Prevalence of Migraine and Other Headaches in Hong KongWong T.W.a · Wong K.S.b · Yu T.S.a · Kay R.b
a Department of Community and Family Medicine and b Department of Medicine, The Chinese University of Hong Kong, Hong Kong
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From July 1992 to March 1993, we conducted a community-based prevalence survey of migraine and other types of recurrent headache by a telephone interview of 2,240 households with 7,356 persons aged 15 and above. 311 patients with recurrent headache were successfully interviewed. Of these, 101 were clinically validated. The overall prevalence rates were 1% for migraine, 2% for tension-type headache and 1% for unclassified headache. Adjusted for misclassification and non-response, the estimated prevalence rates for the three categories were 1.5, 3 and 0.4%, respectively. Agreement between clinical method and questionnaire interview was good for migraine, fair for tension-type headache and poor for unclassified headache. For all three types of recurrent headache, there was a female preponderance with a peak in the 25–44 age group. The prevalence of migraine was much lower than in Western communities but higher than that found in mainland China [1–8]. Common predisposing and aggravating factors for all three types of headaches as reported by the patients were mental stress, physical exertion and menstruation among females. Despite the low prevalence, the overall socioeconomic impact to a populous community is considerable.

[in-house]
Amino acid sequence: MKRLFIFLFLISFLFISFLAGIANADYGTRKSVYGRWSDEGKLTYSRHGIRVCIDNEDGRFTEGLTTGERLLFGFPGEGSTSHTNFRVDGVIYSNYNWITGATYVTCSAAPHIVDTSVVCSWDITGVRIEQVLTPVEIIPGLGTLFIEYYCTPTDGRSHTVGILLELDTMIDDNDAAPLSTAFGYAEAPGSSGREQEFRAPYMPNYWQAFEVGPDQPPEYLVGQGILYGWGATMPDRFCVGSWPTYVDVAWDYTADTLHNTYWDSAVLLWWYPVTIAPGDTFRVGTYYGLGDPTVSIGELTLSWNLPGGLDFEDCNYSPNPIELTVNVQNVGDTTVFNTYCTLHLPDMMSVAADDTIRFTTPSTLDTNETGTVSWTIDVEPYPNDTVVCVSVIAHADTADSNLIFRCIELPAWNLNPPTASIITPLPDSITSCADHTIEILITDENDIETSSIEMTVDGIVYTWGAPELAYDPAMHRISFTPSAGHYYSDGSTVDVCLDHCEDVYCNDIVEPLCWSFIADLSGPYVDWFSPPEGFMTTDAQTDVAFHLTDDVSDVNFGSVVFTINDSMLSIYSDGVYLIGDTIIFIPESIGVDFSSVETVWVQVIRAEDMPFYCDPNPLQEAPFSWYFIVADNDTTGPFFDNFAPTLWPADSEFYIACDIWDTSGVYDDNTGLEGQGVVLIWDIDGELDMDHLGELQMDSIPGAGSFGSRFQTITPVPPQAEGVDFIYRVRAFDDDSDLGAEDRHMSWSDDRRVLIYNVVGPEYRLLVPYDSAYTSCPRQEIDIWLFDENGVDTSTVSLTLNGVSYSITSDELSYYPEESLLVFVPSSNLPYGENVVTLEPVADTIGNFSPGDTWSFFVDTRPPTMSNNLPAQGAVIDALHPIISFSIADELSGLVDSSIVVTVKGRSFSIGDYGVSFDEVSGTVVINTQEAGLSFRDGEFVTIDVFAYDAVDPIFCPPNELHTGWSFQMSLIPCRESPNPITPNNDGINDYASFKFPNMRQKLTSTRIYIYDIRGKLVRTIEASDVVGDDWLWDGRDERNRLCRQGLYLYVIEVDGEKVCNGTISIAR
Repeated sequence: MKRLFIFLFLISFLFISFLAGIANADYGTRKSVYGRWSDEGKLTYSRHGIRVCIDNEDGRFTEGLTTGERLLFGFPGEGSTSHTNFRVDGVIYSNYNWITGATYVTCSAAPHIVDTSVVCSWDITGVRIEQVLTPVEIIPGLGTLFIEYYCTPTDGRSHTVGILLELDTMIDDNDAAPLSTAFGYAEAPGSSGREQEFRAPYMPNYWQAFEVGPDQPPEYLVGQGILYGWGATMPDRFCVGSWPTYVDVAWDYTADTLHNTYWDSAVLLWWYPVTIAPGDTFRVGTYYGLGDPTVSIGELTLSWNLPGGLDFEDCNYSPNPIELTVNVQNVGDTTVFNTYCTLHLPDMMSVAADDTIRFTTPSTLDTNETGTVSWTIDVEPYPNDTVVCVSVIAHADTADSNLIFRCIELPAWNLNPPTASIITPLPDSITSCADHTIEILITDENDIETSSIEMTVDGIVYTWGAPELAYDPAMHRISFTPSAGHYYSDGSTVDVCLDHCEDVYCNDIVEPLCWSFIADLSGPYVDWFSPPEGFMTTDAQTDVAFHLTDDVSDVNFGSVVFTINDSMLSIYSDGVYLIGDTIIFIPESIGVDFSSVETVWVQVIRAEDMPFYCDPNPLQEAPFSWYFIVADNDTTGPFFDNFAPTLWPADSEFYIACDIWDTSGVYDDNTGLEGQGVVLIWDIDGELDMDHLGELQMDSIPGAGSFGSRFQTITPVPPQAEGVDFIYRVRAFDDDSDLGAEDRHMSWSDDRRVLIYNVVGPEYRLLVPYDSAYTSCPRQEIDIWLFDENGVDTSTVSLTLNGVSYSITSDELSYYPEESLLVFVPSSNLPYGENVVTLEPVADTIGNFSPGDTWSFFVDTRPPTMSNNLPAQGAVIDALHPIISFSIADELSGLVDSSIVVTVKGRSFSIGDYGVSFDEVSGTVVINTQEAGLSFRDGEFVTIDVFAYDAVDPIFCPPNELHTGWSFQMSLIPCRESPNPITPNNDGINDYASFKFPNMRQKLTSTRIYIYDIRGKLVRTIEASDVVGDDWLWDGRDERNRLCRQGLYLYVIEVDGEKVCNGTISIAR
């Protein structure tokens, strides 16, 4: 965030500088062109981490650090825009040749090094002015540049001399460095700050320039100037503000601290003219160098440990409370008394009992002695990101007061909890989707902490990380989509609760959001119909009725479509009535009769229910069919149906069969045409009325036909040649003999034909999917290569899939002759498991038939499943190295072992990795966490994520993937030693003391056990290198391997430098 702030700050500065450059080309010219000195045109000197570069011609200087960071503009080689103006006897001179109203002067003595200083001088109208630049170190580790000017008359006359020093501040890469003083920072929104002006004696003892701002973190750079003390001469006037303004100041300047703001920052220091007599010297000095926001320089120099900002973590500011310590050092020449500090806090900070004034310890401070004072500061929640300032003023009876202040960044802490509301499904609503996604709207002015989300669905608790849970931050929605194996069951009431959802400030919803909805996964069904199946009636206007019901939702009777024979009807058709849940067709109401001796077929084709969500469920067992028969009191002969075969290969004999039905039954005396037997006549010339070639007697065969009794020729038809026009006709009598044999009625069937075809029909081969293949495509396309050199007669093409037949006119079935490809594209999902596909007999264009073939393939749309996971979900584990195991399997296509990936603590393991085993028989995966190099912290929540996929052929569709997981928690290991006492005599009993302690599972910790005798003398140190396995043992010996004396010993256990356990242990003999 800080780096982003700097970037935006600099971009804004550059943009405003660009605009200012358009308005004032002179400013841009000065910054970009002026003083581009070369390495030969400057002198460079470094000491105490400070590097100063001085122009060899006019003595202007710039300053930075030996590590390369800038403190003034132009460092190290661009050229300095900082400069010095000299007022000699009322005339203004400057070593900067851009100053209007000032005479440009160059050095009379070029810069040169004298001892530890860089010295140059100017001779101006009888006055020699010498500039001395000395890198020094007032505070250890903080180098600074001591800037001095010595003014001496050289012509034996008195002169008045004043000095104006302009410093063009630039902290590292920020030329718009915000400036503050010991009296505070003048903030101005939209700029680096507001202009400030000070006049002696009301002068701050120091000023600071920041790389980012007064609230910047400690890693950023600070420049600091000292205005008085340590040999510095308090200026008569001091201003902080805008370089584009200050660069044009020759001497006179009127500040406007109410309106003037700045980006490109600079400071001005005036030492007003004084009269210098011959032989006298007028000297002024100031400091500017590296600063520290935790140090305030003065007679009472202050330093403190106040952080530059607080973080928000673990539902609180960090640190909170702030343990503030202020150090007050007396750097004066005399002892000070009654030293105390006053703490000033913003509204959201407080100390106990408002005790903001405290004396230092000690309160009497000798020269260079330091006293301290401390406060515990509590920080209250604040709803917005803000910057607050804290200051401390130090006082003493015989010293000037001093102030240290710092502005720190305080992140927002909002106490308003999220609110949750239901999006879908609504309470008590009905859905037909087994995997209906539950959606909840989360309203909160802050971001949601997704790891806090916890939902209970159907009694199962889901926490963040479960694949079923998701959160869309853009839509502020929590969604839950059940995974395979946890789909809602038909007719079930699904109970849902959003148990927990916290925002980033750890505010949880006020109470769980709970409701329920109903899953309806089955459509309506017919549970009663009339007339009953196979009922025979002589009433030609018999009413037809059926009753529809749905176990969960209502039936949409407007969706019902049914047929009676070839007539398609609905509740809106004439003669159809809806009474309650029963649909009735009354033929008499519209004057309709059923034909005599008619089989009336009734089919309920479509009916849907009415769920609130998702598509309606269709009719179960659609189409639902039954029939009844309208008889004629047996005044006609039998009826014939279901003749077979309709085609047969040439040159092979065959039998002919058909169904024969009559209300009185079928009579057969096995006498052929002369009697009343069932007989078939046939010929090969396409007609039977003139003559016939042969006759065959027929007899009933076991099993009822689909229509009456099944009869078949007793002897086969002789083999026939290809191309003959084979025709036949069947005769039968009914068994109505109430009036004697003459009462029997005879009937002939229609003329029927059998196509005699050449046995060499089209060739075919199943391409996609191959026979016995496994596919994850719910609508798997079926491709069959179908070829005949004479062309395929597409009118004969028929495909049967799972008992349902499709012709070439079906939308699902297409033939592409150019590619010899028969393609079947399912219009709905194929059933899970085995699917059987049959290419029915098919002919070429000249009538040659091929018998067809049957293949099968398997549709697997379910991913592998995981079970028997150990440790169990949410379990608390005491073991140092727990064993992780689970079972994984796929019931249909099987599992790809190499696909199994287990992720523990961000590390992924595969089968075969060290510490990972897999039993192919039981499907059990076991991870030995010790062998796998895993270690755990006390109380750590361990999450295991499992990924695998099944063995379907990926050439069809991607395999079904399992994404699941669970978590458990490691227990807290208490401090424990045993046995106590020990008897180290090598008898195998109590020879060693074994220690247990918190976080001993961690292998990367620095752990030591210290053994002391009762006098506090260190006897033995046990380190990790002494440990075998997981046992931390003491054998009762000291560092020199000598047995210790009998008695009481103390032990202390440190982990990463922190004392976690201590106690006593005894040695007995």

© 1995 S. Karger AG, Basel
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